GI Cook Islands Community Celebrates Language Week

The official opening Te Akono’anga e te reo Māori Kūki ‘Āirani, Cook Islands Maori Culture and Language Week 2019, was celebrated in style at the bustling Glen Innes Library in Tamaki on Monday August 5. SPASIFIK editor and publisher INNES LOGAN was there

 

 

There wasn’t much silence in the library as the kukis have taken over for the week, at all council libraries across Auckland, including the light-filled and cheerful space next to Te Oro arts centre.

 

The Cook Islands ethnic group has the second largest Pacific population with 20.9%, or 61,839 people, of Cook Islands heritage.

 

With lots of cheer, colour, culture and most importantly te reo Māori Kūki ‘Āirani the library came alive with the Cook Island community celebrating their endangered language.

 

This year’s theme is: Taku rama, taau toi: ora te reo / My torch, your adze: The language lives

 

More than half of all Cook Islanders living in New Zealand (59.5%) reside in Auckland, almost four times the entire population living in the Cook Islands which is approximately 17,500.

 

Almost 60% of Pacific people are now born in New Zealand and there is concern that the trend will accelerate unless promotion of the languages is strengthened.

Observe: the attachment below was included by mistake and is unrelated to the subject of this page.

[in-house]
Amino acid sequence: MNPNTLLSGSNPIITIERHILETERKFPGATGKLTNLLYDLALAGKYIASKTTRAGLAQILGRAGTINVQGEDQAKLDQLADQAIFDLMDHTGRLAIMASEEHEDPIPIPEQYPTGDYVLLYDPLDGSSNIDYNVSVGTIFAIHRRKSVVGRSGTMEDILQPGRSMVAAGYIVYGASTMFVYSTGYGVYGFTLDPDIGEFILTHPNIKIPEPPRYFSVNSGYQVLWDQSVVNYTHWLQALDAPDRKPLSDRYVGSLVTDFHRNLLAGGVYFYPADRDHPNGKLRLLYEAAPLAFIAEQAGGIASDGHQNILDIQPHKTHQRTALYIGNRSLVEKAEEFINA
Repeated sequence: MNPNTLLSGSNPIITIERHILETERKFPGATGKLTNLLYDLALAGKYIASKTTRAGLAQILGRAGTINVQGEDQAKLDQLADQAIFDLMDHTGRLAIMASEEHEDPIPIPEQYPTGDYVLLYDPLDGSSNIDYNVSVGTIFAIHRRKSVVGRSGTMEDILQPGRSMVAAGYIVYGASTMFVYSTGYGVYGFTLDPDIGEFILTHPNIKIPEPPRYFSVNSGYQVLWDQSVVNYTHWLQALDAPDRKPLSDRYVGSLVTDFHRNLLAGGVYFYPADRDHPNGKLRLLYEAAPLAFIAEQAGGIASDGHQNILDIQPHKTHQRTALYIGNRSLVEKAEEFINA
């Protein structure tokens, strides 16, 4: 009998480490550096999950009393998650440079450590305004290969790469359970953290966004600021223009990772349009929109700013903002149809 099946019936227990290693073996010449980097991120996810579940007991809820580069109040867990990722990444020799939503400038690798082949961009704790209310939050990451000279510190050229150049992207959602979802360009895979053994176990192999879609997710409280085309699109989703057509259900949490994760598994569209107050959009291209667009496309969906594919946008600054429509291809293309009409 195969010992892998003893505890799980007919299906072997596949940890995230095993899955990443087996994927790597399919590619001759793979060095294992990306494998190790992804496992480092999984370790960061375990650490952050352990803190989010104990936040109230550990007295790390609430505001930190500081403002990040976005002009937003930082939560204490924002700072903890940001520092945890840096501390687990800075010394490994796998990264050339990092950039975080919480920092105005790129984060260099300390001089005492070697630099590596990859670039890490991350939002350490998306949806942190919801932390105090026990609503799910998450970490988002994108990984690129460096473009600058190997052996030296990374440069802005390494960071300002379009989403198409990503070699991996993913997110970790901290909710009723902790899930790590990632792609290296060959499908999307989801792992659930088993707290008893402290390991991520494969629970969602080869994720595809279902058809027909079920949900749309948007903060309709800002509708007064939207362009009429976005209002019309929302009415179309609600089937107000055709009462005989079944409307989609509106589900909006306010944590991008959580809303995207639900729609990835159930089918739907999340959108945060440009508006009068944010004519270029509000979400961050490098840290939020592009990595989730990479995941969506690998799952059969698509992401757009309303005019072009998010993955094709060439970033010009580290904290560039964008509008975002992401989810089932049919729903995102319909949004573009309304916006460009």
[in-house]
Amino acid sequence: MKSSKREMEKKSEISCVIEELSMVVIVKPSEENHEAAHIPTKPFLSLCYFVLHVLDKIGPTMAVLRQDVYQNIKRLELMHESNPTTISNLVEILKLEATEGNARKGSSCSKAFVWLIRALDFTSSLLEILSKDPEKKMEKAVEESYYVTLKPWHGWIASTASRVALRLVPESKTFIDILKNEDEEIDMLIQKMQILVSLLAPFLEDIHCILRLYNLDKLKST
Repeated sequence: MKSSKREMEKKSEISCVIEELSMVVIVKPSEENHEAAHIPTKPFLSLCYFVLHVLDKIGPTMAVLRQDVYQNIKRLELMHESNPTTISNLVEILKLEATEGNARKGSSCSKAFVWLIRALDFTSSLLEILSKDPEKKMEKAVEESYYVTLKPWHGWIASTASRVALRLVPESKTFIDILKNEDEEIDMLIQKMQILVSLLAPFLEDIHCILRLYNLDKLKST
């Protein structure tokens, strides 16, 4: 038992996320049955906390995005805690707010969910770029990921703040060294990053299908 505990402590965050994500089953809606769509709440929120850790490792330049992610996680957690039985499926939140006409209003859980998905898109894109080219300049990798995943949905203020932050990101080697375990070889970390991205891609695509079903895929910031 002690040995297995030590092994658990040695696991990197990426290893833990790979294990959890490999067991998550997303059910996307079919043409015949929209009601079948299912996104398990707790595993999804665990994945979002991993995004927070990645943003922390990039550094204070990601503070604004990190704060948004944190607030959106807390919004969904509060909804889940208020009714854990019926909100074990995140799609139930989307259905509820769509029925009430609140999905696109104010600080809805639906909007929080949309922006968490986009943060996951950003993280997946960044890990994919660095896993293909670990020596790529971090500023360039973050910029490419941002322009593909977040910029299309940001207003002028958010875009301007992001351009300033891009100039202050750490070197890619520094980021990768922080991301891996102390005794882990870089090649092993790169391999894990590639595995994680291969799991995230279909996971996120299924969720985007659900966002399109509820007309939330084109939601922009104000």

The languages of New Zealand’s realm countries: Niue, Tokelau and the Cook Islands are classified by UNESCO as vulnerable or endangered.

 

Which is why the annual week-long event is hosted by the Ministry of Pacific Peoples and supported by Cook Islanders across Aotearoa.

 

It began in 2010 and is supported to promote seven Pacific languages and cultures in order to improve language retention and to celebrate their way of life.

 

 

All week long the Cook Islands community in Glen Innes will be sharing their culture and language with anyone that finds their way at the Glen Innes library during te 'epetoma o te reo Māori Kūki ‘Āirani.

 

Local electorate candidates were in attendance through the presence of councillors Chris Makoare, the only Maori chair of the local board across Auckland Council, and Samoan Josephine Bartley, the only Pacific woman in the governing body.

 

Te reo Māori Kūki ‘Āirani


Cook Islands Maori is an Eastern Polynesian language that belongs in the same language family as New Zealand Maori, Hawaii and Tahiti. Cook Islands Maori has a number of dialects, including Pukapuka, Aitutaki, Ngaputoru (the dialects of Atiu, Ma’uke and Miti’aro), Mangaia, Manihiki-Rakahanga and Penrhyn (Tongareva).


The Cook Islands, named after Captain James Cook, comprises of 15 small islands spread over 1.8 million square km, with the capital Avarua located on the main island of Rarotonga.


It is part of the Realm of New Zealand, which is not a federation, but a collection of states and territories united under its monarch.

 


 

 


07/08/19